y that's been doing this thirty years steve kozak in dallas, texas sorry, steve, but but I mean, seriously, there are people that are watching this that just want to pick up one or two more little nuggets and uh all of us just have little nuggets and I sit and watch all of you too, and we all learned nuggets from everybody and that's what this is about, I don't know a craft that shares better than photography shares I have had mortgage rate opportunities for one of my competitors to save me when I've had a problem and I've helped my competitors when they've had a problem and we exchange and we share and we helped each other it's what we do, I don't know another business, it does that, you know, I don't know who who bails out their competitors when they have a problem we do you know, I don't think that many careers that do that, so this is a pretty it's a pretty good thing to do I mean, I was telling in front of you fists were not curing cancer here we're just taking pictures, you know? Well, let's, keep it in perspective, we're pretty fortunate pretty blessed to do what we do on not very many get to have the time of their life every single day, you know? I'm asked, what would you do when you retire? I'm gonna take pictures what doing your ongoing vacation I'm taking pictures this is this is who I who I have become, you know I don't go home at five o'clock and not think about it anymore none of you do you know I think that's the that's the fun part that's the key to this it makes it fun and keeps it alive for all of us but that's also why we keep learning because we want to get better and better and better because we all know when to walk away I uh they missed that one thing and I didn't tell anybody but I sure could have moved over two more feet to the left and I couldn't get rid of that tough a bowl or that telephone wire in the upper right corner I just missed it thinking yeah, I can fix it in post but why should I have to? I should have seen it, you know? So uh shooting is always what it's all about so what? We're going to this next segment we've been talking about this foundation were building the foundation of lighting and so we want to talk about several things I want to go on in depth little bit with our main light so let's talk about that first and then we'll start building up from there but we do need to talk about this just a little bit let me turn this guy off and I've got my, uh my br exes in the five hundred five hundred watt lights set up over here and these these are the ones that I most often used in the studio now the mere exes and I think they're just think they're really well made the controls are great they work with this sky port system really, really easily on they make a lot of sense so let me see let me grab the beautiful and talented caitlin and why don't we bring you on in and let's put you I'm actually going to turn this exactly the opposite way I want to turn that that way and have a seat right there just like that and then naturally intuitively just kind of twist a little bit you bring your hips around yeah yeah bring that hand all the way over here so yeah yeah just bring your shoulders a bit just a bit yeah so uh uh can I bring her to hear a little bit? Hey, john hey, how about can you can you guys see that little bit of a hot light on her face if I could just kind of go bo that off with a black just the black card just that one hot spot, right? And where is that? I don't know where that was coming from. Uh sorry, guys. I'm not sure where that one center we got a black pop up weaken his clamp it on the don't have a black book get a piece of foam corby right back oh, great, okay, okay, um here's the thing about the main line we're going to talk about the main line first let's get through this the main lights job is to establish the depth in your picture I mean it really does establish the foundation for the two totality the highlight and shadow on that's why we need to block that off because you can't see that highlight if I'm blasting it out and I didn't realize that light was going to that hot right there but yes so so the main lights job is to establish everything on the foundation of three dimensional contrast and my exposure for this picture is based on the main light whatever it tells me to do that's what I have to do so that's the idea now remember we've been talking about size relative to distance uh this is a pretty good sized source and and I like it I like it I like square also like vertical and it all depends on what I'm going to do when you when you're trying to determine the size of the source that you're going to use here's a funny little tipped by a guy that was one of my great friends years and years ago and he got out of the business and he's retired but he said you know he said always try to think about the size of my light source to match the area size that I'm going to include in my picture what are you talking about and he's like family photo so let's take miss caitlin if I'm gonna photograph miss caitlin and if I'm going to see this much of her from here to here he says I want a life source that size and bring it in until it's in the edge of your frame and and back it up and if I'm going to see a three quarter length of her then maybe I bring in a soft box that size and bring it into it just shows and back it up a niche used the size of the source to match the area that you're going to include now it's kind of a generalization because they're sometimes you want a sharper shadow or softer shadow and you want more oven area there's a lot of options here so there's not an absolute but it's an interesting theory and it's an interesting place to consider starting so I had that in mind when I grab this light source first I know that this light sources you know, three feet three and a half feet so I know that to start with at least I'm just going to go from the edge of this chair probably cropping just below that to include this part of her as a starting place so this would be my first my first stab at where to put you know where I would go with that? Thanks john let's bring your head toward me just a little bit there you go and john if you come on this side and you could just you could just see it on her face here and you can just pull this forward till it goes away you almost think you're almost there I think you're almost there oh where is that one coming from it's gonna be that guy right there in that you're not sorry sorry, sorry everybody this is live tv right here we're talking about yeah no no it's coming that's pretty weird do me a favor let's just turn your head over this way just a bit right in there well I can cover we're going we're going to keep her face turn into the main life so you could move that cause we're gonna block off the camera there anyway so we'll just work well I'm just gonna keep her face working toward the light source which I'm going to naturally do anyway uh so we'll do that I do think I want to make one change so I think I want to turn you if you jump now for a sec let me just turn that chair a little bit more I'm thinking it might be better if I have you yeah turn like that so that you're facing that way interesting concept and this is something you can think about it doesn't always apply and again I rarely have absolutes and general statements but I will say this I generally will start a session especially when photographing a woman with her shoulders away from the light source with her face turned back to the light source I want her head on her shoulders going two different directions rarely don't want a woman's face and shoulders going the same direction I'm losing femininity I lose I gain a little but I lose a lot when I have her head and shoulders going the same direction it's pretty stiff looking and when I can cross the head on the shoulders everything starts coming to life and it just comes together better and it's and men too not just women so yeah I put it out there if you need us to turn down the house lights to achieve what you were looking to dio that's an option as well so you just let us now okay, I'm just I'm just if I could just bring your head and keep her head turned over here I think I'm okay okay yeah it's going to be hard for everybody to see what I'm doing assumes that fires I'll overpower the ambiance and so then you'll see exactly what we're talking about so um twists a little bit more my way with your legs who just a bit that's it right there that's it and we just let your shoulders coming round that's perfect right there? Yeah and then this let's bring your head around toward the light source so for me I'll bring this light source and a little bit closer and there's an interesting thing about the light source if I put this main light let's say I've got it right here he just from the raisins out just a little bit and drop it down a bit sorry and if I if I bring this in in most cases most people if you if you stand opposite the light source and just look back you'll see that she's kind of in the middle of the box she's kind of in the middle of the soft box and that's where most people just work no problem but I'm finding that the pictures looked better now I can give you the reason why in just a second but my pictures almost always look better if I can have her to the back edge of the soft box and what happens is there's a there's a term and photography that I hate and those that have studied with me know that I hate this term I hate the term wraparound lighting there is no wraparound lighting and I just want to smack whoever invented that word light doesn't wrap light doesn't bend the only time like even changes direction is one hits water so but but there is there is a feeling of like getting into shadow areas a little bit better more uh less contracting maybe if I work her to the back edge of that box and what happens is this as I move this back too slow so you can see as I move this light source and I move it this way just a little bit too where she's sort of toward the back edge of it what happens is that gets me a little bit more use of this inside forty five degree forty five angled side of the inside of the box so that when that thing fires off instead of all the light just coming out straight the light is still all coming out straight but there's a significant amount of light that hitting this side and it's coming back at an angle that that side's not even seeing so it's lighting up this corner of her eye considerably better so let me just back up so I guess maybe pull right in to see her I this whole area right in here just opens up by having that light just a little bit moved forward and it does two things for me it also minimizes the amount of spill of the light that goes onto the background it eliminates it doesn't eliminate it but it certainly does hold it back quite a bit it really helps keep that background under control a little bit better so it makes sense okay so let's uh page on let's get reading real quick you get this gremlin figured out think so okay let's fire this already one of the late yet a little more toward their test vito what one hundred uh yeah that's okay that's okay I'll be there so so I'm my shutter speed you know for those who are new at this uh when you want you get into this uh this role of uh meeting an exposure and control and shutter speed an aperture and all that with flash you'll come to realise in the studio shutter speed is not a big deal shutter speed on lee is an important aspect in the trilogy of sort of capture and s o uh when there's uh a lot of ambient light well in this room there's a little bit and get like so I'm going to bump it up a little bit but sixty one twenty fifth thirtieth two hundred doesn't matter exposure on her is gonna be the same from the flash because the flash doesn't care about speed the flash only cares about roger that computer okay and our viewers at home and abroad get that too ok so well that was even john nato okay great so I'm gonna pull over here and get right in front of her now you know I am in using my uh I'm using my seventy two hundred four limbs which everybody's like why are you using the four lands watch using that to eight wins and I'll tell you why because this lens is absolutely as sharp as my two eight absolutely a half of the weight and it's thirteen hundred dollars less so why would I buy the two eight well, but I like that extra you've gotta have that extra speed you don't you've got a great idea so these days you can compensate for that extra speed so there's just not enough of a good reason for me at all to ever carry two, eight seven, two hundred I'm old I'm tired I don't want to carry that thing around waste fifty pounds you guys know what I'm talking about? You hate to pick yours up don't you? Don't pick it up any more picked this guy just got ways and nothing. Okay, let me take a look here. All right? Now I'm shooting in such I'm shooting horizontal just so for the video and for showing these on light room we'll have a good clean syriza pictures that'll all be same orientation stuff here so can you just bring your hands a little bit more? Yeah, I think that's better right there, that's. Great, great, great, great. So let me just get this now, then, okay? Nobody moves and nobody gets hurt who good, good, good, good, all right, so let me pull into that just a little bit so if you look at the back of my camera I've got a nice portrait I've got dead on exposure in fact let me open up let me pull this up and I'll open up my info palate and you can see that on my exposure it's pretty dark the saddles are pretty blocked up and that's okay with me but the highlight side is certainly under control yeah got it over there forgot wow so mike has exposure look first off so so here's the thing I don't ever second guess that meter let me rephrase it don't ever second guess the meter whatever it says that's what I do every single time I take a picture and I don't make a mistake don't out think it don't try I've been known as thirty six years and I'm not smart enough to out think it I just do what the meter tells me to do it's my measuring tape I'm on daylight balance great color balance is what it's supposed to be everything is the way it's supposed to be that's the way this works so with that main light if you think about it uh can we have them in the booth can still if it is it possible to zoom in can you just get that space bar maybe soon on one toe wanna goto our eyes yeah just like that yeah yeah look at him go you go steal you go yeah, so we might be a little bit high I might want to drop this down just a little bit but uh only because I don't want to get a little bit a little bit brighter catch light not brighter but a little bit more defined catch light in her eyes one thing all costing you about with catch lights come on, bring this around just a little and I'ma drop it just a little I will caution you about catch lights catch lights are fantastic in the dark parts of the eye catch lights are terrible in the whites of the eye they just just be aware that there are times when your subjects will cut their eyes one way or the other and all of a sudden the highlight that's in a dark area spins in such a way that it's no longer in a dark area than you've got issues with with a highlight looking great um I just move this down a little bit and toward me just a little bit but I didn't change its distance so the exposure hasn't changed because it's still the exact same distance to her so I don't have to re meet her this one so let's shoot it again and let's talk about this little bit of what we might want to do differently here okay good, good, good I'm coming just a little bit tighter on her face here right there just in your head around just a little right there. Turn, turn, turn! Turn right there. Great kid just pushed her back off your left eye a little bit. Yeah, good, good, good. And bring your head around. Just a tiny bit perfect right there. Good, good, good, good. So and everybody blowing the screen. Oh, it should be faster than that. Thirty years, uh does look a tiny bit hotter. I hate when that happens. Let me do that again. I'm just gonna close down and do that one thing again. Good. That's better ok. Eso one of the things that we might want to do here is first and first and foremost determined. This is our shot at this is this is an arrangement that we like, um, if you'll notice, look at the lines in the wrinkles on over her left shoulder of the fabric of her blouse if if I have her chest turned flat into the light, what I lose is I lose all shape, form texture and rightness on her clothing because I'm lying flat into it, canceling out any hollister shadows on her garment that she's wearing so that's. One of the reasons for shooting with the shoulders opposite my life source. Okay, uh, size wise, I think the size of the source is great still can you just zoom in to rise again for me one time on this one great great great great let's check and see how how's our sharpness o yeah, we can't use this lens is not sharp enough are you kidding me? Please have mercy this lens is a sharp is the two eight, seventy, two hundred trust me? Yes, ma'am people were wondering when you said that about the for two point eight. Well, what about boca? What about depth of field when you're in this scenario tell me if that matter in this scenario doesn't matter to me at all the only the only situation where it would matter to me is if I really, really, really, really, really wanted that that boca of a two point eight of ah one like an eighty five one point whatever for one point two whatever that's that's a whole different deal for the most part that's not something that matters to me in my world if I need that background to fall out a little bit further and focus, I'll pull her two three feet further away from it and let it fall off further or I'll power down my life's an open up so uh I don't shoot the only time I shoot it for the only time I really shoot this lens wide open is one of the doors with no flash added then I then I worked wide open. Ah, lot. Probably more than most people do. Most people don't like to shoot that wide open. I do. But the difference between the four on the two a days so negligible to meet guys the the wind for me, the tradeoff is absolutely worth it for me. You might say no, I would rather stay with two eight great stay with it and hate yourself for picking it up. One one of the cannon guys talk to me into this he's in before you buy that to wait, just test this. Just just try it. And I tried it and I looked at that kind of result. On what? Why would I not do that and save the weight it's about the weight? This thing doesn't even have a tripod color that's how light it is. It weighs nothing so it's not a problem and in fact it made life a lot easier for me. So I'm happy with it. I'm very happy, but it might not be your bag if you if you really like that to a boca that's. Great that's great, but it doesn't matter to me.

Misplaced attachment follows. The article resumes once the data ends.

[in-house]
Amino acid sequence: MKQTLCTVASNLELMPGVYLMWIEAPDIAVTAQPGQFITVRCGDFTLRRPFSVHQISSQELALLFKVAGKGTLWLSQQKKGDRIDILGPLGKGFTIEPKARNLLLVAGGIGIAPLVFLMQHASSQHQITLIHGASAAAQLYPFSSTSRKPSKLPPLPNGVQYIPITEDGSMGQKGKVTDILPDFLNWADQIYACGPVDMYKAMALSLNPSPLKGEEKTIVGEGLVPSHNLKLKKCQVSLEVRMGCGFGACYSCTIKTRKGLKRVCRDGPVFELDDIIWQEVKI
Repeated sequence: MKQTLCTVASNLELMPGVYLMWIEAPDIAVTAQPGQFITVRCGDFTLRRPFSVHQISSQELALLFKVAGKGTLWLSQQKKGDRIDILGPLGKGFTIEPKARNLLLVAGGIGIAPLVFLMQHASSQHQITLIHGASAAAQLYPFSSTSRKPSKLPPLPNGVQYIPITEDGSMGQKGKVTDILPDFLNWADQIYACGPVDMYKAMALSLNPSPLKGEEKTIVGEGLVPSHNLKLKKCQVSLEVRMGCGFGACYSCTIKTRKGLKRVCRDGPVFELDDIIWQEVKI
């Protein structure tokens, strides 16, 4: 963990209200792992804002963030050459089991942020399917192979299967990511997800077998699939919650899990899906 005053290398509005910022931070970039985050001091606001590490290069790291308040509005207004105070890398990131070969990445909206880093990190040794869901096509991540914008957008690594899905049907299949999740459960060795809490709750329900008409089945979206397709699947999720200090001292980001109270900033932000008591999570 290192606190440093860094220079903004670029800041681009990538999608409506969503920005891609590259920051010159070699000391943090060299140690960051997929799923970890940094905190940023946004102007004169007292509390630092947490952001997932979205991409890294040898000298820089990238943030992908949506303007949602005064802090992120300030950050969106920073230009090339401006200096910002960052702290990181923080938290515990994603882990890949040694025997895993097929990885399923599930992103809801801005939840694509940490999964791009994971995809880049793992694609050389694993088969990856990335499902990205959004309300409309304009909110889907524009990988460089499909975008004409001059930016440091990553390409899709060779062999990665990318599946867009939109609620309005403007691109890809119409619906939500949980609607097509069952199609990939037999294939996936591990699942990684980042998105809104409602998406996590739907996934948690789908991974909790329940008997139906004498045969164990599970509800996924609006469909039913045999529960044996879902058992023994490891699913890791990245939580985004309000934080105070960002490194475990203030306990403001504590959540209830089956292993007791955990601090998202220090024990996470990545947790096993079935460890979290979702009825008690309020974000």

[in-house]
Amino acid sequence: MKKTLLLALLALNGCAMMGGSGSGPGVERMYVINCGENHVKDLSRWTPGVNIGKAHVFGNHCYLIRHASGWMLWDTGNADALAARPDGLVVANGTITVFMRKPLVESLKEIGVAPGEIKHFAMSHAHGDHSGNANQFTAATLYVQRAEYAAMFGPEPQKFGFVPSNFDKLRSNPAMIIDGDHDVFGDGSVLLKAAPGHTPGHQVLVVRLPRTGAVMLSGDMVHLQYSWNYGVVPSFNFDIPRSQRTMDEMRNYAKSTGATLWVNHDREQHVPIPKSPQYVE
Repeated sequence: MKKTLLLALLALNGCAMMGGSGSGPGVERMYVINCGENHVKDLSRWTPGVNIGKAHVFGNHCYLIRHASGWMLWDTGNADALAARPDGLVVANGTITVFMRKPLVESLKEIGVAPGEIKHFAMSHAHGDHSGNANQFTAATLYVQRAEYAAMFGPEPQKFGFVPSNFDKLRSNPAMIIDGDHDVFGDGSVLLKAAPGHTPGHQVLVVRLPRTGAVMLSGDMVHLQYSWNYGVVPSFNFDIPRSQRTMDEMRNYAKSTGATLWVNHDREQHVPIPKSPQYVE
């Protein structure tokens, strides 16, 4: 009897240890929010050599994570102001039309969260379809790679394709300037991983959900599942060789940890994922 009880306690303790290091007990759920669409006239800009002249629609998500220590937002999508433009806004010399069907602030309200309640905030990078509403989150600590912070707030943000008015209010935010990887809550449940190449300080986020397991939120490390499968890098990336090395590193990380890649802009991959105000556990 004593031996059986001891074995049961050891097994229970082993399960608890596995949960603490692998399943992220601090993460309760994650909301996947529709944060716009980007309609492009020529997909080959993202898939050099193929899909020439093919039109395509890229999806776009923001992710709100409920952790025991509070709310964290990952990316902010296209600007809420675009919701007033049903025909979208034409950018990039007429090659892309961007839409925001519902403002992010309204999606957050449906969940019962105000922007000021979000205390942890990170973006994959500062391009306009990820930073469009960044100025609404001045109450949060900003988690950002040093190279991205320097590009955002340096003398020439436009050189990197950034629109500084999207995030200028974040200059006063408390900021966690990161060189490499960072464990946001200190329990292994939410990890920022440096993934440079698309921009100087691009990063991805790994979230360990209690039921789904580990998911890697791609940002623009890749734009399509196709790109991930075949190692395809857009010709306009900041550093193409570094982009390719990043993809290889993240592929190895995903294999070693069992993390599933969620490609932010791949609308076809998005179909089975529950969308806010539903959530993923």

Class Description